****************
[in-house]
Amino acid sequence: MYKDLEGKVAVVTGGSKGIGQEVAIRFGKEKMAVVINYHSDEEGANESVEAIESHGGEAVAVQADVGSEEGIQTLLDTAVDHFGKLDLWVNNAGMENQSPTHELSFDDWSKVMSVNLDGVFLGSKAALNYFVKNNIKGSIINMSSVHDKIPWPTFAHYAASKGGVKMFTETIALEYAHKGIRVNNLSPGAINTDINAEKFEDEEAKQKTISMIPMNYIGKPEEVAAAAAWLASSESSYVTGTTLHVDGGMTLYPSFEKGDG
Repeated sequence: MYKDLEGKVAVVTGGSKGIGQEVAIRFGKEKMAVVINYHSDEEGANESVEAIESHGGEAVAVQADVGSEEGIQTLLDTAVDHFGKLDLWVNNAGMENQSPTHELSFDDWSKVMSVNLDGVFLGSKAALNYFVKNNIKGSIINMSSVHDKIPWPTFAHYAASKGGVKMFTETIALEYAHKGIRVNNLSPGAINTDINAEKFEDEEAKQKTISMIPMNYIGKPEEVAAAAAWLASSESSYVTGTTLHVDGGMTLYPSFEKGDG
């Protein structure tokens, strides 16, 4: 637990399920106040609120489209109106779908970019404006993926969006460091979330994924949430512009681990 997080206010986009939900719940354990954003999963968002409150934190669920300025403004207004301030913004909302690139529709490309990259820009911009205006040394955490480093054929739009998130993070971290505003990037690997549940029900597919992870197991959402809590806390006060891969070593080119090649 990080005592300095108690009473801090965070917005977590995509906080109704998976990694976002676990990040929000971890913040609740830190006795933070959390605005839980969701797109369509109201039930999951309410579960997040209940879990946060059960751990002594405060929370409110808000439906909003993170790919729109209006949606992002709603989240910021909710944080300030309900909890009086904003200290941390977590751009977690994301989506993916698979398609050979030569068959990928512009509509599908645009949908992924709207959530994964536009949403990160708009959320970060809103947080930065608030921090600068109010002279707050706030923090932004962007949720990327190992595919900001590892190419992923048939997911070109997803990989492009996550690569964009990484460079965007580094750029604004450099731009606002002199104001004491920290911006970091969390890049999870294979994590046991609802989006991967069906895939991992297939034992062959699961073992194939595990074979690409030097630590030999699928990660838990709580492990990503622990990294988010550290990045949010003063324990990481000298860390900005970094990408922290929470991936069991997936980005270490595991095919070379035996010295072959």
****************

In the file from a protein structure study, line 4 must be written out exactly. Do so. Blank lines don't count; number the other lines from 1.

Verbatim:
């Protein structure tokens, strides 16, 4: 637990399920106040609120489209109106779908970019404006993926969006460091979330994924949430512009681990 997080206010986009939900719940354990954003999963968002409150934190669920300025403004207004301030913004909302690139529709490309990259820009911009205006040394955490480093054929739009998130993070971290505003990037690997549940029900597919992870197991959402809590806390006060891969070593080119090649 990080005592300095108690009473801090965070917005977590995509906080109704998976990694976002676990990040929000971890913040609740830190006795933070959390605005839980969701797109369509109201039930999951309410579960997040209940879990946060059960751990002594405060929370409110808000439906909003993170790919729109209006949606992002709603989240910021909710944080300030309900909890009086904003200290941390977590751009977690994301989506993916698979398609050979030569068959990928512009509509599908645009949908992924709207959530994964536009949403990160708009959320970060809103947080930065608030921090600068109010002279707050706030923090932004962007949720990327190992595919900001590892190419992923048939997911070109997803990989492009996550690569964009990484460079965007580094750029604004450099731009606002002199104001004491920290911006970091969390890049999870294979994590046991609802989006991967069906895939991992297939034992062959699961073992194939595990074979690409030097630590030999699928990660838990709580492990990503622990990294988010550290990045949010003063324990990481000298860390900005970094990408922290929470991936069991997936980005270490595991095919070379035996010295072959």